- The Washington Times - Wednesday, January 11, 2006

D.C. Council member Marion Barry yesterday downplayed concerns about his health while citing legal advice in refusing to discuss whether he has tested positive for cocaine.

“My spirits are high,” the former mayor said upon his release from Howard University Hospital, where he received treatment for diabetes and hypertension. “God has blessed me with a good spirit and a good brain.”

Mr. Barry, Ward 8 Democrat, declined to comment on a report yesterday in The Washington Post that said he had tested positive for cocaine during a drug test after his guilty plea on federal tax charges in October.

Mr. Barry, 69, failed to pay taxes on the bulk of at least $534,000 that he earned between 1999 and 2004, according to federal prosecutors. He will be sentenced Feb. 8. Defendants in federal court are routinely tested for drugs as a condition for release.

A positive drug test could hurt Mr. Barry’s chances to avoid imprisonment. He faces a maximum 18-month sentence on the tax charges.

Prosecutors said they will have no comment on other potential charges until after next month’s hearing.

The city charter does not require him to surrender his council seat if he is imprisoned because the tax charges are misdemeanors — not felonies, the Associated Press reported.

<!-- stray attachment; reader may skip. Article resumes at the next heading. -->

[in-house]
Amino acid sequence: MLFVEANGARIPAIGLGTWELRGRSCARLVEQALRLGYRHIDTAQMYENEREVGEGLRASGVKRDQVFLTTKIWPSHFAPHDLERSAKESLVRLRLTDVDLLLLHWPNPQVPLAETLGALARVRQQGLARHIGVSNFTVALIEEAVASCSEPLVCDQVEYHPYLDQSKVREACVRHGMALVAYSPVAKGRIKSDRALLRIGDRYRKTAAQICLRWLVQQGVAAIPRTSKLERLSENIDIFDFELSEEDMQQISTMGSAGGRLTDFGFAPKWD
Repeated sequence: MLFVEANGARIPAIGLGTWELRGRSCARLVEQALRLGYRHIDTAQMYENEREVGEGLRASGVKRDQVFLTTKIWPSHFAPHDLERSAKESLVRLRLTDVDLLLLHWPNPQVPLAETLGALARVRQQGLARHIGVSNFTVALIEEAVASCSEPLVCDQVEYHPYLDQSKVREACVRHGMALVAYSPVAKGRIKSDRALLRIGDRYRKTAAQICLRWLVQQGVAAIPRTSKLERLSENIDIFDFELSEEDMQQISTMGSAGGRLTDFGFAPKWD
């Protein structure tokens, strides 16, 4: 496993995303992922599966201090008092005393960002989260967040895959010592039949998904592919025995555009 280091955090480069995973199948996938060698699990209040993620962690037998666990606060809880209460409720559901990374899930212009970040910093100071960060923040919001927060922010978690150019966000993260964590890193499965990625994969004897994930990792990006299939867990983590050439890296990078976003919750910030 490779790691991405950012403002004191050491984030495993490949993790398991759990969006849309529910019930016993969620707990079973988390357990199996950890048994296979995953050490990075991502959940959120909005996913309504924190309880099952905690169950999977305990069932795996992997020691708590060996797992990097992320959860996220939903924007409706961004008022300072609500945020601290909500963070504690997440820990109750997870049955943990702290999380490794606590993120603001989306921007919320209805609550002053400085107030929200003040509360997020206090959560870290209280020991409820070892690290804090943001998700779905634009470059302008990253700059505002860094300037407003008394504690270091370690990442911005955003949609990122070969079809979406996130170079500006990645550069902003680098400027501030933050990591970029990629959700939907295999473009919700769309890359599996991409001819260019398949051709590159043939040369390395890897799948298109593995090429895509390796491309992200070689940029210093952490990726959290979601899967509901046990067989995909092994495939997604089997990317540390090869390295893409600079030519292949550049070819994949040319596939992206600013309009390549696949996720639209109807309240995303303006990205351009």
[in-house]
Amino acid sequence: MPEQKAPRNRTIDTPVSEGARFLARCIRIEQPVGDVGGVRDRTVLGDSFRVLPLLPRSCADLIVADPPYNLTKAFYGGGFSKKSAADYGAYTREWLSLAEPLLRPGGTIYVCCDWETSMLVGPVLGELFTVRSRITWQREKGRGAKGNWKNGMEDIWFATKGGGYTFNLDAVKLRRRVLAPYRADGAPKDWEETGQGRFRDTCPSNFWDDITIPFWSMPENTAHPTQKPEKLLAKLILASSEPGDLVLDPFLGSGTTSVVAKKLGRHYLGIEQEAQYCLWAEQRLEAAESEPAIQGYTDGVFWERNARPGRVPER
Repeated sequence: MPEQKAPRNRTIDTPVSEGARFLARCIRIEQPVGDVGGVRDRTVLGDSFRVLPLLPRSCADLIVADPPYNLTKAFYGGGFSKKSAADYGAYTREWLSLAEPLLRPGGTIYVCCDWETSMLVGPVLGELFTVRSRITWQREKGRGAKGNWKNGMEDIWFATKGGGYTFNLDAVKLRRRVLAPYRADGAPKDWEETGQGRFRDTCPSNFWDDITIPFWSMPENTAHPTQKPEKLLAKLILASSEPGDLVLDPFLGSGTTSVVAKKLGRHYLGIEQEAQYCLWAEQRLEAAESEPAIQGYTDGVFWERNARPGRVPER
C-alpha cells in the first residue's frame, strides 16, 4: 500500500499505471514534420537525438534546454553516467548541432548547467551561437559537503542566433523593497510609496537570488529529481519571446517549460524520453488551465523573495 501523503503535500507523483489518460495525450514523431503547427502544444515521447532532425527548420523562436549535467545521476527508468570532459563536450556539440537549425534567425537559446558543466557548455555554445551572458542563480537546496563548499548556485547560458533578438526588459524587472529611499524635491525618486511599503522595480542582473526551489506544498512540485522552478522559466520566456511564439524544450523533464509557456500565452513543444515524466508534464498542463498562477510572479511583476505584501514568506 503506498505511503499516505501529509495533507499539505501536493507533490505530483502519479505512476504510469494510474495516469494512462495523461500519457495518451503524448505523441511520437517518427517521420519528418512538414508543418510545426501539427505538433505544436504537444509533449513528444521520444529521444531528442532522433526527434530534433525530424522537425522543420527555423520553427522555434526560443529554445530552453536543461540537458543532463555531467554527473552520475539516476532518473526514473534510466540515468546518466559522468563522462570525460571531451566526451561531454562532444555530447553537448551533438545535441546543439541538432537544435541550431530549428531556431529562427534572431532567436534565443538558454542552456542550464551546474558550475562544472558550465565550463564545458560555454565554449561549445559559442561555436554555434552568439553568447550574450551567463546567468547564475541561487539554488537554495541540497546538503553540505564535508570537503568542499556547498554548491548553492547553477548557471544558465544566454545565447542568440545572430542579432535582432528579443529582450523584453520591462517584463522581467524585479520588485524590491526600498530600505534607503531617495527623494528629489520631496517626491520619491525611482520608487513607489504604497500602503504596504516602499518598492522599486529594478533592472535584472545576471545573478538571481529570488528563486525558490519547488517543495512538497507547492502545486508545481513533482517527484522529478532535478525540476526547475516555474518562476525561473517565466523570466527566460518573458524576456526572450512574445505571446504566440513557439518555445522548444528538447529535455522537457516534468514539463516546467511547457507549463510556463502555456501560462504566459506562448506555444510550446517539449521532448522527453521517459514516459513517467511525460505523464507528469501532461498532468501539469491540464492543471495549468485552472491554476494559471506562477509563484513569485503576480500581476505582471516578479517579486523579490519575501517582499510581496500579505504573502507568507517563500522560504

Mr. Barry served six months in prison in 1991 for a misdemeanor after he was caught smoking crack cocaine.

Yesterday, his physician, Dr. Robert H. Williams, said Mr. Barry had been hospitalized for hypertension and diabetes.

Dr. Williams said he had no knowledge about any illegal substances in Mr. Barry that could have worsened his medical condition. “I know nothing about that,” he said.

“He’s improved,” Dr. Williams said, referring to Mr. Barry’s hypertension and diabetes. “I truly expect him to be back at work.”

Mr. Barry said he “absolutely” would return to work today at the D.C. Council, which has no scheduled public hearings.

His attorney, Frederick D. Cooke Jr., declined to comment on how a positive drug could impact Mr. Barry’s sentencing.

“There’s not much we can say,” he said. “We’re better off addressing any question that the judge or others might have in the court.”

Leaders in the Southeast neighborhoods that Mr. Barry represents say the council member is on solid political ground despite his court troubles.

“In Ward 8, he’s going to be just fine,” said Sandra Seegars, who ran against Mr. Barry for the Ward 8 seat in 2004. “People are going to say, ‘Well, there they go picking on him again, and he’s only doing it to himself.’”

“If he ran today, he would win,” Miss Seegars said.

Absalom Jordan, a neighborhood advisory member in Ward 8, said he’s not sure whether the accusations against Mr. Barry are true. “I’m really skeptical at this point,” he said.

Mr. Barry remained popular as he left Howard University Hospital, where several people shouted words of support. “We love you, Marion Barry,” one man yelled.

Mr. Barry receives $92,605 a year in his council post.

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